2019 InVenture Finalist: Nix
The Georgia Tech students behind Nix hope their invention can help increase the number of successful quitters. The Nix team developed a e-cigarette device with a custom-coded computer that gradually reduces the amount of nicotine a user receives.
Smoking cigarettes can be one of the most difficult habits to break. According to the Centers for Disease Control and Prevention, nearly 70 percent of smokers wished they could quit. The Georgia Tech students behind Nix hope their invention can help increase the number of successful quitters.
They developed an e-cigarette device with a custom-coded computer that gradually reduces the amount of nicotine a user receives.
“We saw some of our friends struggling with addiction to e-cigarettes and cigarettes,” mechanical engineering student Robert Patterson explains. The team gathered information about current smoking cessation options, and asked themselves what was keeping success rates so low.
“A lot of the current nicotine therapies — like gums and patches — start with a baseline dosage and involve tapered steps,” explains Nix team member and mechanical engineering student Cory Stine. “We’re just trying to make it more continuous.”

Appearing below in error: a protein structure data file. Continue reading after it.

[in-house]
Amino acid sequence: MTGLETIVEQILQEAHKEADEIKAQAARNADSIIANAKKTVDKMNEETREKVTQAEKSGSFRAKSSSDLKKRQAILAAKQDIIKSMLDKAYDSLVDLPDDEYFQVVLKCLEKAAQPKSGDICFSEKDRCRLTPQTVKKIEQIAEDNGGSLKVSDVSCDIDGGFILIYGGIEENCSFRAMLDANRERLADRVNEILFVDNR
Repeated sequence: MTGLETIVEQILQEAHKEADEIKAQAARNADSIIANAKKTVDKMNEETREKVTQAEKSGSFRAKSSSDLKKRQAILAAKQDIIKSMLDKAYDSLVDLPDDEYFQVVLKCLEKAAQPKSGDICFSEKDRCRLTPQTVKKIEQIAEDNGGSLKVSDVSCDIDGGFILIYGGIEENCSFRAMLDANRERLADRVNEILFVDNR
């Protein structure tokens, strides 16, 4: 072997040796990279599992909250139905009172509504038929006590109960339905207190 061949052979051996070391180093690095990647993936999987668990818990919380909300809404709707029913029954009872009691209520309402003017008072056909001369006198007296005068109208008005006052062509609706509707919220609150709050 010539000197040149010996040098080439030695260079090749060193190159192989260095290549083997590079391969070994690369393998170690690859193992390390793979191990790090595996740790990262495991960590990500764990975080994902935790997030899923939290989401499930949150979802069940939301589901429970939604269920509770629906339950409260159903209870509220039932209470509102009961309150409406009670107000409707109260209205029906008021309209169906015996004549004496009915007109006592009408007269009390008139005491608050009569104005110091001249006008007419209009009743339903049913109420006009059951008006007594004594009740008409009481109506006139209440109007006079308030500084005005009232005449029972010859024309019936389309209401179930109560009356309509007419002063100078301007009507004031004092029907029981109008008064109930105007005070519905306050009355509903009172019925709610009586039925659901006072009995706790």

There can also be significant user error in many standard quitting options. A forgotten patch here or too much gum chewing there, and you’re off the intended plan. “With our product, you don’t have to think about any of that. You just use it,” says computer science major Robert Olsen.
What makes Nix different? The onboard chip on the device collects data about the user’s habits and develops a customized plan to taper off nicotine.
“It can tell exactly when you last puffed, so we know how much nicotine we last gave you. We keep track of your entire history of use,” explains Nix co-inventor Mohammed Aamir. “Over time, because we have control of nicotine output, we can taper it down over a period of four to six weeks.” Eventually, the team says, you’re just getting vapor and you’re not chemically dependent on the device.
The end goal: zero nicotine.
“The idea is to make it as simple as possible so you’d barely even notice,” says Stone.
The CDC says smoking increases the risk for serious health problems, many diseases, and death. People who stop smoking greatly reduce their risk for disease and early death. Although the health benefits are greater for people who stop at earlier ages, there are benefits at any age.